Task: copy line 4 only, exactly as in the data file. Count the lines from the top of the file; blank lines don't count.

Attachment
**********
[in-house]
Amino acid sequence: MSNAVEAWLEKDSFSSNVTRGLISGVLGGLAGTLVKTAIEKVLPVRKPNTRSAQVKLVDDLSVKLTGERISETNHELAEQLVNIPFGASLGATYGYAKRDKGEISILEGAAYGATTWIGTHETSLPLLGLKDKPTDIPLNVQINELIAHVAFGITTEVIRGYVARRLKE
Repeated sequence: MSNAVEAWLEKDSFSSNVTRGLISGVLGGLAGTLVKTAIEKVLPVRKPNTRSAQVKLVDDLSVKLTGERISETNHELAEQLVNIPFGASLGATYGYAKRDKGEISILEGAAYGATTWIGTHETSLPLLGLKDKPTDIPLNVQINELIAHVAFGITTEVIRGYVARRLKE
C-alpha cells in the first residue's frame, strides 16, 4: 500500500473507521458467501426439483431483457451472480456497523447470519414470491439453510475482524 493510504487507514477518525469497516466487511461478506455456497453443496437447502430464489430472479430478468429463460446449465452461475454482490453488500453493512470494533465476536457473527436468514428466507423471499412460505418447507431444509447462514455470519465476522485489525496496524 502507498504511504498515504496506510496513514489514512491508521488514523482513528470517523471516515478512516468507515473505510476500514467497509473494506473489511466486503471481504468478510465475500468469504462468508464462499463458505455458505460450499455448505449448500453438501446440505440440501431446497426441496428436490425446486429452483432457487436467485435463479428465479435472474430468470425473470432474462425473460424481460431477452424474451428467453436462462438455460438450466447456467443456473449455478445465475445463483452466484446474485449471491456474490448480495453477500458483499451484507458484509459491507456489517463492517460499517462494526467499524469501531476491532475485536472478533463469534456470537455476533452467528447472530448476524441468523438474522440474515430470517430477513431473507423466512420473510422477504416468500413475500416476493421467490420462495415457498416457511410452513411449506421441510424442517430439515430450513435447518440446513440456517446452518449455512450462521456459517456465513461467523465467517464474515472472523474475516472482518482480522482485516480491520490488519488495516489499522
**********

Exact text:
C-alpha cells in the first residue's frame, strides 16, 4: 500500500473507521458467501426439483431483457451472480456497523447470519414470491439453510475482524 493510504487507514477518525469497516466487511461478506455456497453443496437447502430464489430472479430478468429463460446449465452461475454482490453488500453493512470494533465476536457473527436468514428466507423471499412460505418447507431444509447462514455470519465476522485489525496496524 502507498504511504498515504496506510496513514489514512491508521488514523482513528470517523471516515478512516468507515473505510476500514467497509473494506473489511466486503471481504468478510465475500468469504462468508464462499463458505455458505460450499455448505449448500453438501446440505440440501431446497426441496428436490425446486429452483432457487436467485435463479428465479435472474430468470425473470432474462425473460424481460431477452424474451428467453436462462438455460438450466447456467443456473449455478445465475445463483452466484446474485449471491456474490448480495453477500458483499451484507458484509459491507456489517463492517460499517462494526467499524469501531476491532475485536472478533463469534456470537455476533452467528447472530448476524441468523438474522440474515430470517430477513431473507423466512420473510422477504416468500413475500416476493421467490420462495415457498416457511410452513411449506421441510424442517430439515430450513435447518440446513440456517446452518449455512450462521456459517456465513461467523465467517464474515472472523474475516472482518482480522482485516480491520490488519488495516489499522